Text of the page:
Subject: Legal View (This is a repost of a message I prepared as part of a debate on the m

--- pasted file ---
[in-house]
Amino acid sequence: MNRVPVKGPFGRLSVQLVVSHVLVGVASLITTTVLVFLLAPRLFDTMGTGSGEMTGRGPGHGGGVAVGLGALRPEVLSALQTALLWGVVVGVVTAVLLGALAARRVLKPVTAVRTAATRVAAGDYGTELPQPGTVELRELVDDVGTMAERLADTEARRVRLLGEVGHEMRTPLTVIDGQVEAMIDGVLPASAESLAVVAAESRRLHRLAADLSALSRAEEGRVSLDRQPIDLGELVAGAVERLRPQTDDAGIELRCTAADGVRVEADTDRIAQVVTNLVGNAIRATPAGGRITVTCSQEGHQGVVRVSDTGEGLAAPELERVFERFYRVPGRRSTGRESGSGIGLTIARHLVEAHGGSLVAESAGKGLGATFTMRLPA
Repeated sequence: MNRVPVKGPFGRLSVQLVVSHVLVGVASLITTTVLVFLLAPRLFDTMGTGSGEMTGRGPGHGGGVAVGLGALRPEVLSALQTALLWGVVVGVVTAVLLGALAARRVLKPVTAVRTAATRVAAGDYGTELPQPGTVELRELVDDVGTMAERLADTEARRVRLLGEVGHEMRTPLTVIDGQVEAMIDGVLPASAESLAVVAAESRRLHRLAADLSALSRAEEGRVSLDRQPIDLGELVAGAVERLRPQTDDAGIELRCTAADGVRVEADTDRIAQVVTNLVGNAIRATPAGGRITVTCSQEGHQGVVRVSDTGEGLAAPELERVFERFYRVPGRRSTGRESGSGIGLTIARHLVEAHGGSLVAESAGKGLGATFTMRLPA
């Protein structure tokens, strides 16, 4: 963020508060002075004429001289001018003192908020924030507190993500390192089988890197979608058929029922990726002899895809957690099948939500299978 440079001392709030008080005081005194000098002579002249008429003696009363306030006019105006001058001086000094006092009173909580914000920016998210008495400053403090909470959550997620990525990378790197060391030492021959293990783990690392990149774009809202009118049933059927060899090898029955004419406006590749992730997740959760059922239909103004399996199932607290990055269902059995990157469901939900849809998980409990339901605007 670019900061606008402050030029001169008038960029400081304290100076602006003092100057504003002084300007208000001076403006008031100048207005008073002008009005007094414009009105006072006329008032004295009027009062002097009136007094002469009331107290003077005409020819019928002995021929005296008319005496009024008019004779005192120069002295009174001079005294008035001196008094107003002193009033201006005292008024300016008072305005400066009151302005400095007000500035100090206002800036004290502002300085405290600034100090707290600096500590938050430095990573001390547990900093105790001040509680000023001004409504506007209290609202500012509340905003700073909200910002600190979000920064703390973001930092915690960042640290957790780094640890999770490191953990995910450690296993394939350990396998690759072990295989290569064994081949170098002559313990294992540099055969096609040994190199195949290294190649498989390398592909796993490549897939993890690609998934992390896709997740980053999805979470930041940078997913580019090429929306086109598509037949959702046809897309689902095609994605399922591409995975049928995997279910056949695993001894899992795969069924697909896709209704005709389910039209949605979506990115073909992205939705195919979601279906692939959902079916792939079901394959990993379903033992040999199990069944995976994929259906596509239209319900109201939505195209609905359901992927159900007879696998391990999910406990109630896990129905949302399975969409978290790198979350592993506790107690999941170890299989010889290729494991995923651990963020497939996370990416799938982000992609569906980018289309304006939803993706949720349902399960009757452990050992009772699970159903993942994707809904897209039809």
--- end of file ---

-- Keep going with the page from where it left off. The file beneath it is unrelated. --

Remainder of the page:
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From: Craig Jungers Subject: Legal View (This is a re-post of a message I prepared as part of a debate on the merits of creation as a "science". I don't believe any of the proponents FOR creation ever responded to any comments in this post, come to think of it.) In an earlier post, I quoted Stephen Jay Gould, an eminent evolutionary scientist (and one who you quoted out of context to make it appear he was no longer a "believer" in evolution) who was writing in response to the debate between "scientific creation" and "eveolutionary science". Dr. Gould was called to testify for the plaintiff in a case challenging an Arkansas law mandating that "scientific creation" and "evolutionary science" be taught side-by-side in the public schools of that state. The case is an interesting one because it codifies, in Federal Court, the differences between dogma and science. The findings of the court, and the testimony of the witnesses for the defense in particular, are interesting. Remember that these are quotations taken directly from the court record. They have the weight of Federal law. You are completely at liberty to find corroborating testimony of your own to support you views, if you wish. Good luck. Notice also the parts of the record which deal with the fact that virtually the only evidence presented to support creationism is based upon testimony designed only to discredit evolution. A tactic Creationists have demonstrated on this echo. Notice that the plaintiffs - the people who are fighting the law to teach creationism and evolution side-by-side in public schools - are the Christian cults and Jewish councils of that state and the nation. First of all, the plaintiffs in the case (those who were against the law requiring creation to be taught alongside evolution) included the following individuals: Arkansas Bishops of: United Methodist Churches Episcopal Church Roman Catholic Church African Methodist Episocopal Churches The principal official of: Arkansas Presbyterian Churches other United Methodist Churches Southern Baptist Churches Presbyterian Clergy Organizations which appeared as plaintiffs in this action include: American Jewish Congress the Union of American Hebrew Congregations the American Jewish Committee the Arjkansas Education Association the National Association of Biology Teachers the National Coalition for Public Education and Religious Liberty The defendants included: the Arkansas Board of Education and its members the Director of the Department of Education the State Textbooks and Instructional Materials Selecting Committee The trial lasted for ten days commencing December 7, 1981. Here are a few interesting excerpts from the court document rendering the decision: "The 'establishment of religion' clause of the First Amendment means at least this: Neither a state nor the Federal Government can set up a church. Neither can pass laws which aid one religion, aid all religions, or prefer one religion over another. Neither can force nor influence a person to go to or remain away from church against his will or force him to profess a belief or disbelief in any religion." "The 'two model' approach (to teaching evolutionary science and scientific[sic] creationism side-by-side) of the creationists is simply a contrived dualism which has no scientific factual basis or legitimate educational purpose." "(Creation science[sic]) asserts a sudden creation 'from nothing.' Such a concept is not science because it depends upon a supernatural intervention which is not guided by natural law. It is not explanatory by reference to natural law, is not testable and is not falsifiable." "(The part of the law) which describes 'changes only within fixed limits of originally created "kinds" of plants and animals' fails to conform to the essential characteristics of science for several reasons. First, there is no scientific definition of 'kinds' and none of the witnesses was able to point to any scientific authority which recognized the term or know how many 'kinds' existed. One defense witness suggested there may be 100 to 10,000 different 'kinds'. Another believes there were 'about 10,000, give or take a few thousand.' Second, the assertion appears to be an effort to establish outer limits of changes within species. There is no scientific explanation for these limits which is guided by natural law and the limitations, whatever they are, cannot be explained by natural law." "The statement in (a section of the law) of 'separate ancestry of man and apes' is a bald assertion. It explains nothing and refers to no scientific fact or theory." "Creation science[sic], as defined in (a section of the law), not only fails to follow the canons defining scientific theory, it also fails to fit the more general descriptions of 'what scientists think' and 'what scientists do.'" "In efforts to establish 'evidence' in support of creation science[sic], the defendants relied upon the same false premise as the 'two model' approach contained in (a section of the law), i.e., all evidence which criticized evolutionary theory was proof in support of creation science[sic]." (Two of the defendant's witnesses, Dr. Wickramasinghe and Dr. Geisler) "testified at length in support of a theory that life on earth was 'seeded' by comets which delivered genetic material and perhaps organisms to the earth's surface." (Dr. Wickramasinghe also concluded) "that 'no rational scientist' would believe the earth's geology could be explained by reference to a worldwide flood or that the earth was less than one million years old." "The proof in support of creation science[sic] consisted almost entirely of efforts to discredit the theory of evolution through a rehash of data and theories which have been before the scientific community for decades. The arguments asserted by creationists are not based upon new scientific evidence or laboratory data which has been ignored by the scientific community." "The conclusion that creation science[sic] has no scientific merit or educational value as science has legal significance in light of the Court's previous conclusion that creation science[sic] has, as one major effect, the advancement of religion." "An injunction will be entered permanently prohibiting enforcement of Act 590 (the law requiring creation science[sic] to be taught alongside evolutionary science in Arkansas)." ------------------------- Interesting reading, wouldn't you agree? So there you have it -- both the scientific "proof" and the legal issues as they have been determined in the courts in our country. I hope this forever puts to rest your lies regarding transitional fossils and the validity of "creationism." You really should move on to another line of attack, as the one you have been using is apparently sterile.